Frederico Falcáo: We know that we export on average 47% of what we produce. So nowadays, almost half of our production is exported. Portugal has been producing wines since Roman times and even before then. But during the 20th century, we were closed and only focused on the domestic market. In the 1980s we didn’t export that much wine. Portuguese consumers drink a lot – we are the largest per capita wine consumers in the world – so we didn’t feel the need to export our wines and to show our wines to the world. And then suddenly, I would say in the 1980s and 1990s, we started to look outside of our country and try to export more of our wines. Thirty years ago, nobody knew about Portuguese wines, except for Port of course. But then when we started to show our wines to the world, and to demonstrate how different our wines are, because we have different grape varieties, native grape varieties, different terroirs, it was a surprise for everyone. And I think this explains some of the success of our exports. Also, we came together under the same logo, Wines of Portugal, and that helps communications a lot to explain our country and to create a mass image of Portugal. The third factor is tourism, which in Portugal increased very fast over the same period. That helps a lot because people visit Portugal, try the wines, are surprised by them and when they go back to their countries, they drink more Portuguese wines and talk about Portuguese wines to their friends. We see a very strong connection between tourism and our exports to those countries.


G & G: How about the style of the wines?

Frederico Falcáo: I think we’re becoming more international because if you taste the wines from the 1970s or 1980s in Portugal, they were different. Then when we started to look outside of our country, and the young generations who are now in their 40s and 50s started to travel a lot and go to other wine regions to taste the wines and even work there, that made producers more open-minded. So they started to make wines using our own grapes but in a more international style, making them easier for consumers to like and understand.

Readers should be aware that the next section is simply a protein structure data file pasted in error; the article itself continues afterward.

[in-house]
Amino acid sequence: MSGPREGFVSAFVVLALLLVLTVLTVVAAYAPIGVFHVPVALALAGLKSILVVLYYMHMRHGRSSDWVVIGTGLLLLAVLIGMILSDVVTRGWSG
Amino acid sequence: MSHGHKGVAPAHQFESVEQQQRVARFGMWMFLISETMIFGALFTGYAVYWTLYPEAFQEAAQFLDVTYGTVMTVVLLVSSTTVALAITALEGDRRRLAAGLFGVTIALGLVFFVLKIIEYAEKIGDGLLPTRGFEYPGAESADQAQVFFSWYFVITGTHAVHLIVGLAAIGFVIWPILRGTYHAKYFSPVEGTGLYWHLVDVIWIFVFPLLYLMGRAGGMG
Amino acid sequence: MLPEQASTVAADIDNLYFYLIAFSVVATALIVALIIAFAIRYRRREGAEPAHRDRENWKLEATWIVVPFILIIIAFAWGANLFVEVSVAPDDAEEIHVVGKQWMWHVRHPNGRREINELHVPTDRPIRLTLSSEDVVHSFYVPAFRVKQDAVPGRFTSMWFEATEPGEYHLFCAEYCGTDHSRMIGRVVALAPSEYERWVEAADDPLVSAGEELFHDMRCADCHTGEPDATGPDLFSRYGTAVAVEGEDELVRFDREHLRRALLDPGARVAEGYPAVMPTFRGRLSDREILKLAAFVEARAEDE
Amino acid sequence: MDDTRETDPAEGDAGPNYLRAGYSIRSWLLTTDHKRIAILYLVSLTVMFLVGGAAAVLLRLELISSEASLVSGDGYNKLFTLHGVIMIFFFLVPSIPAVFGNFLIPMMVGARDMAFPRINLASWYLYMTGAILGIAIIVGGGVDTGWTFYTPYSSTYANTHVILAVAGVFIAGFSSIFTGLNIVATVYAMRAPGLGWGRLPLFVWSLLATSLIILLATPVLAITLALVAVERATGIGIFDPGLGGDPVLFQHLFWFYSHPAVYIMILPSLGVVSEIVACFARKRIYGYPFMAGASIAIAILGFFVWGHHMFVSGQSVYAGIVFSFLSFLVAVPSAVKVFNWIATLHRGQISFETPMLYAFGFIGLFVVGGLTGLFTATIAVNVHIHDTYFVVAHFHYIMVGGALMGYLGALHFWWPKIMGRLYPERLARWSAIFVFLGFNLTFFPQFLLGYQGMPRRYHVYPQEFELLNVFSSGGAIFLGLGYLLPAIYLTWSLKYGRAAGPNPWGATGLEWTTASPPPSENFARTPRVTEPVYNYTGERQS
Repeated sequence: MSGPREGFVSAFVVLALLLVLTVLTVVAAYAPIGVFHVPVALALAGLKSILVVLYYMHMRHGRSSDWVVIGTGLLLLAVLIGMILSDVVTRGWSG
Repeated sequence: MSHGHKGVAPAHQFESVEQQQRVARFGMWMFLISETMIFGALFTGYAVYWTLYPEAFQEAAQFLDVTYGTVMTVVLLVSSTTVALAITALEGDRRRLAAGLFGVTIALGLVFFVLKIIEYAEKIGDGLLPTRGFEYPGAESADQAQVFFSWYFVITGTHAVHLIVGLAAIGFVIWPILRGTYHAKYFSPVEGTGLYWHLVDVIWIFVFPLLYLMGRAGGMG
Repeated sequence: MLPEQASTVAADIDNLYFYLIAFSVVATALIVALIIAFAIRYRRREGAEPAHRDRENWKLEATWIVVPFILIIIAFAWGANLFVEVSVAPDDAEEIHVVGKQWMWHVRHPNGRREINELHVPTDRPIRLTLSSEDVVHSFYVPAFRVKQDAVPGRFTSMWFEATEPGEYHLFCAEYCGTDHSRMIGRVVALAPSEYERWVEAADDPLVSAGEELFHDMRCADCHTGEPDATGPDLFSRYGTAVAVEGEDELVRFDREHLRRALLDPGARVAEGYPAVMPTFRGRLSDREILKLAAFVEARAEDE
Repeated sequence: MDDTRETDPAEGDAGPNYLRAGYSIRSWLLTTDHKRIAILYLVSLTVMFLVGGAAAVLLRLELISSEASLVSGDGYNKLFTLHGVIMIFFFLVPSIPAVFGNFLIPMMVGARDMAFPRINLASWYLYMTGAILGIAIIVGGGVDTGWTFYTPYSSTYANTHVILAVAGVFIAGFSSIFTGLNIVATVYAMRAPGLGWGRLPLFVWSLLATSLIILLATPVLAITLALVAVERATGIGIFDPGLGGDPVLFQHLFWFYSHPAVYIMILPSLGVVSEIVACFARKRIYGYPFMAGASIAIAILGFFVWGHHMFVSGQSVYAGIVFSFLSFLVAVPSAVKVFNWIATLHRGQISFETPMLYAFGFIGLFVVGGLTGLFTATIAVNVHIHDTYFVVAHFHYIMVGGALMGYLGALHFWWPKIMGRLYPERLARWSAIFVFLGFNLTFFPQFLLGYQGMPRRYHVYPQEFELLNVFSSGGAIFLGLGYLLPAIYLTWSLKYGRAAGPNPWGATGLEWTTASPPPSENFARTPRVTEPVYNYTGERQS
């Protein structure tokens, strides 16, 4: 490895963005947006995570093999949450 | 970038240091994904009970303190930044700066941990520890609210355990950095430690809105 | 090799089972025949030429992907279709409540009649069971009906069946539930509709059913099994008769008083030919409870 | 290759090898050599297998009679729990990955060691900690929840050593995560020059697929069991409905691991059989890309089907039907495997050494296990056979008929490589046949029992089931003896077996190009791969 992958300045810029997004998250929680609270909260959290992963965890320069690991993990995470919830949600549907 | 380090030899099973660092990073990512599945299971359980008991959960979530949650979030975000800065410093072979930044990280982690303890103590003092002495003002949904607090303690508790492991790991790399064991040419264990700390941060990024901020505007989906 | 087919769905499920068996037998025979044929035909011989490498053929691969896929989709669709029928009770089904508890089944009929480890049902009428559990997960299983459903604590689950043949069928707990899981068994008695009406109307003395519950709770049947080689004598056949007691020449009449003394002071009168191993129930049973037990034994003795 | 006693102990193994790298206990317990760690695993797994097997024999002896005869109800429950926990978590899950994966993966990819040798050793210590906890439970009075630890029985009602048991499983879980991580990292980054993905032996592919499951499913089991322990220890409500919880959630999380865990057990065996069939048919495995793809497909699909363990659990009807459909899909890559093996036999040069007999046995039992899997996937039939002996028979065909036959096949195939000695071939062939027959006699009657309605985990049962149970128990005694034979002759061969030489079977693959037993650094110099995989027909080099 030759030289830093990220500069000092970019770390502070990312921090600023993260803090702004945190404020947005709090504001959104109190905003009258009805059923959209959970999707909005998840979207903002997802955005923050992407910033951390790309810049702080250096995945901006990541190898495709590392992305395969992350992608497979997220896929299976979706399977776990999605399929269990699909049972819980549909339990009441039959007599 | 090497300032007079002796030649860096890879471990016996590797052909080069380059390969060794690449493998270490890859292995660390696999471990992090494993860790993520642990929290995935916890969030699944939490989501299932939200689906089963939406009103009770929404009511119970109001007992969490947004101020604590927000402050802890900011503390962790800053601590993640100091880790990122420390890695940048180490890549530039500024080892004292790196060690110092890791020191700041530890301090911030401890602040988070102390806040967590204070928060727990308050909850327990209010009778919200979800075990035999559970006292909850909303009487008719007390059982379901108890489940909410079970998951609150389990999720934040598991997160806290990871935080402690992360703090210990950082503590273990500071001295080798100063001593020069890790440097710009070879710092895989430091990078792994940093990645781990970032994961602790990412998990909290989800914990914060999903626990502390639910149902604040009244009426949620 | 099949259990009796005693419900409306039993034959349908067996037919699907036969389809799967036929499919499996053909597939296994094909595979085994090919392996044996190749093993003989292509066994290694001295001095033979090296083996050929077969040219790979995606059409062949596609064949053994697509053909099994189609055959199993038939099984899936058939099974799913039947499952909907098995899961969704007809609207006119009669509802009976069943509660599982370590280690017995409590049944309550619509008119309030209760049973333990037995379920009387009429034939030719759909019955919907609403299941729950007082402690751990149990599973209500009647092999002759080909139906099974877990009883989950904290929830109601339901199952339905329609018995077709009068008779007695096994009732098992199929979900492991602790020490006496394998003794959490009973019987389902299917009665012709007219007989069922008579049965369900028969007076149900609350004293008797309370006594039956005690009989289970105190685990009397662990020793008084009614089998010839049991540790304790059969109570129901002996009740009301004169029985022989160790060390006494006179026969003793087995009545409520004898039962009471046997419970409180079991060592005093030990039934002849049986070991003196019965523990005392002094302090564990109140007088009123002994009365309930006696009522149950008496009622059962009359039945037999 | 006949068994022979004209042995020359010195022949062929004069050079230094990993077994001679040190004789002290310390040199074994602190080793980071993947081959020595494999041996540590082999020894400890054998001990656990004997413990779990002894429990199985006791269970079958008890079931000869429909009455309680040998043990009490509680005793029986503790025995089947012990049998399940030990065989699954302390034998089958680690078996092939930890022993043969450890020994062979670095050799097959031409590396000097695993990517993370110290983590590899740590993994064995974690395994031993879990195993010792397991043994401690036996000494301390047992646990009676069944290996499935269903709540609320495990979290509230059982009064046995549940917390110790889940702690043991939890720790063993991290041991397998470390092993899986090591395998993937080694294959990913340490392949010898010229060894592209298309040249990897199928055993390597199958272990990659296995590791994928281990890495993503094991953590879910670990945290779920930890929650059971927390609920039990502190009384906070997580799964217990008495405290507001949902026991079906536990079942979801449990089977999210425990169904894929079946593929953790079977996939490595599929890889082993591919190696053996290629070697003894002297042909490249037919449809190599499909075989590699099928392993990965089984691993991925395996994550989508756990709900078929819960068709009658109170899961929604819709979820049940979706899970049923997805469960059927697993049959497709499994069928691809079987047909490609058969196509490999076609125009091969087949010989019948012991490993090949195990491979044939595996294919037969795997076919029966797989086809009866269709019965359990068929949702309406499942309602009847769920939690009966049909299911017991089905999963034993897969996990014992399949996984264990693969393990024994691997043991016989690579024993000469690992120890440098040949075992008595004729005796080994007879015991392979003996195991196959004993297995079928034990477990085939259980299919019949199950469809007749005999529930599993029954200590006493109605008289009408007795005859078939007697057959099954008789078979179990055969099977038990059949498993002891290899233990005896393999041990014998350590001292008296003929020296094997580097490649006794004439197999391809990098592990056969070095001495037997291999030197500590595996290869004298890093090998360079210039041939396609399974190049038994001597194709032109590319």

G & G: What are the new markets for Portuguese wines?

Frederico Falcáo: We export all over the world of course, but as Wines of Portugal, we promote in 21 markets. Surprisingly, our main market for exports is France – it’s our number one market because of Port – then it’s the United States, UK, Brazil, Canada, Netherlands, Germany, and many others. These are the main markets but we export to almost every country around the world.


G & G: Is domestic consumption still strong?

Frederico Falcáo: Domestic consumption is very strong. As Portuguese, we drink a lot of wine, but the very high levels of consumption in Portugal are also due to tourism, because drinking wine in Portugal is not that expensive. In Lisbon it’s a little more expensive now due to tourism, but if you drive just half an hour inland and drink wine in a restaurant, you can get a good wine for 15 or 20 euros, and that does not exist elsewhere in Europe or the world. If you go to a small town near Lisbon or Oporto and you go to a nice restaurant, people are surprised by the prices and drink a lot.


G & G: Is this why the wines are successful?

Frederico Falcáo: Yes, that’s why the total consumption in Portugal is very high. When you divide that between 10 million Portuguese people, you get a very high per capita consumption level, but it’s not just the Portuguese drinking the wine.


G & G: What is the main message Wines of Portugal delivers?

Frederico Falcáo: Our main message is that Portugal is truly a world of difference. Every part of the country has a wine region and we have good wines in every region of Portugal, which normally does not exist in other countries. There is huge diversity. If you go to Vinho Verde, it’s a cool area with granite soils and high rainfall. It is more suited to white wines. Then you drive an hour to the Douro Valley, where the soils are schist, it is very hot, very dry, and the focus is more on red wines. If you go down to Dao, everything changes again. So there’s huge diversity in a very small country. There is also a great number of native grape varieties, which makes a difference. In a very small country we can produce all styles of wine, we have different terroirs and native grape varieties, so this is truly a world of difference.


The Vinho Verde vineyardsTrellised Vinho Verde vineyards provide shade for an afternoon walk.



Autumn vineyards in the mountains at Arrabida, Setubal, Portugal.

Autumn vineyards in the mountains at Arrabida, Setubal, Portugal.